Five Minutes With…The Birthday Massacre

SPHERE Magazine’s Jennie Ikin caught up with Chibi from The Birthday Massacre for an exclusive interview before their show at Sheffield’s Corporation. The vocalist discussed her band’s origins, life on […]

SPHERE Magazine’s Jennie Ikin caught up with Chibi from The Birthday Massacre for an exclusive interview before their show at Sheffield’s Corporation. The vocalist discussed her band’s origins, life on the road, contemporary alternative music and laundry…

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“Can you imagine being in a bus with thirty dirty socks?”




S] Are you enjoying the tour so far?

C] Yes, like I was saying before, its eight shows in a row, all of our UK dates are in one big go. So it’s been very hurried, you know, like we arrived, we had a rehearsal day and then right into the tour for eight shows. It’s been really good though so far. We all really like the UK and we got to go to Scotland this time too, which was kind of neat, we had never been there before. But again we just saw it for a second and then back out again. Everybody was saying that there was a heat wave here but all it’s been doing is raining, we bring the rain with us. Wherever we go it rains, when we were in Australia it flooded with rain, it’s crazy.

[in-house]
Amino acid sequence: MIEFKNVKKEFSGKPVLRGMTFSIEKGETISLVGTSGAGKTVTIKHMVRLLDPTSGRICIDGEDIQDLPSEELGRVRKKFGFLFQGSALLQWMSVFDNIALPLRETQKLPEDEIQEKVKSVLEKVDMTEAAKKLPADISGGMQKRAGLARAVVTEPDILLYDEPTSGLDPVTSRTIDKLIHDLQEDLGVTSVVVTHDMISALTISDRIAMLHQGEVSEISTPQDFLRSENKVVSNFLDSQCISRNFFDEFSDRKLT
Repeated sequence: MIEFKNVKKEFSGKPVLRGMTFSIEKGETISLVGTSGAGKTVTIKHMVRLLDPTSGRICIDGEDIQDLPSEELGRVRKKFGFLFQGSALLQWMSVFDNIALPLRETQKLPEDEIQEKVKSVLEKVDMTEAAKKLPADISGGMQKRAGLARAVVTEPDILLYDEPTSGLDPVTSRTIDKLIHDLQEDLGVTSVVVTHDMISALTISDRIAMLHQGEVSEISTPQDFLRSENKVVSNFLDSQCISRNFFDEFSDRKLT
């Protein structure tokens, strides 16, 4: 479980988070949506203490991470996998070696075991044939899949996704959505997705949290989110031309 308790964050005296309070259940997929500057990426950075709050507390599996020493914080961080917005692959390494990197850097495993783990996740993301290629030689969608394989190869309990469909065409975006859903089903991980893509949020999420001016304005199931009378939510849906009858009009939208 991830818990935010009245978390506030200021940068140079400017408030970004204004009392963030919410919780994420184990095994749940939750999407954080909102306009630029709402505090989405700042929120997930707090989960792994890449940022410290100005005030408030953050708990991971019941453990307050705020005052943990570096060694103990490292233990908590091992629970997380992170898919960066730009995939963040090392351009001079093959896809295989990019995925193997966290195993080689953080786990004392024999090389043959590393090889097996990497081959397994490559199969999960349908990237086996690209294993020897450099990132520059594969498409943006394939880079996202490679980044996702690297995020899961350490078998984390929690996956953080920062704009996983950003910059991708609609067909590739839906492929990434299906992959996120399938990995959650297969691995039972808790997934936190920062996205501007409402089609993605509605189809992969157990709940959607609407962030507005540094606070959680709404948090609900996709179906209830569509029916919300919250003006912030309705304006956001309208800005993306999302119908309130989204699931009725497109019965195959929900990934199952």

S] What are the audiences like here, compared to the USA?

C] Everybody here is really enthusiastic, that’s not to say that the US audiences aren’t enthusiastic, but it seems like here people are way more into coming to a live show and dancing and just not caring and having fun, you know what I mean? People in the US do that too, but there’s defiantly more of a scene here, I guess, for sort of dark, alternative music so more people come out and just have a good time and that’s awesome because it makes for really good shows.

S] Have you got any plans for the rest of the year, after your tour?

C] I think we’re actually coming back here. We’re opening for The Deathstars in the fall, so we’re coming back over. I’m not sure if the UK is on that tour. But we’re coming back to Europe anyway.  And we’re trying to write our next album too in the meantime.

S] How do you find writing on tour?

C] It doesn’t happen. No, I mean, we’re always like, ‘We’ll write when we’re on the bus, before the show we’ll just write new songs,’ and it doesn’t ever end up happening. You know, even today we were just looking for laundry; no-one wrote any songs, we were trying to wash our clothes! So, it’s kind of hard to do those two things.

S] Yeah, bit of a different vibe I suppose…

C] Yeah, definitely and we’re just too tired anyway. So when we get home that’s what we’re going to try and do is focus on writing for the rest of the year, when we’re not touring.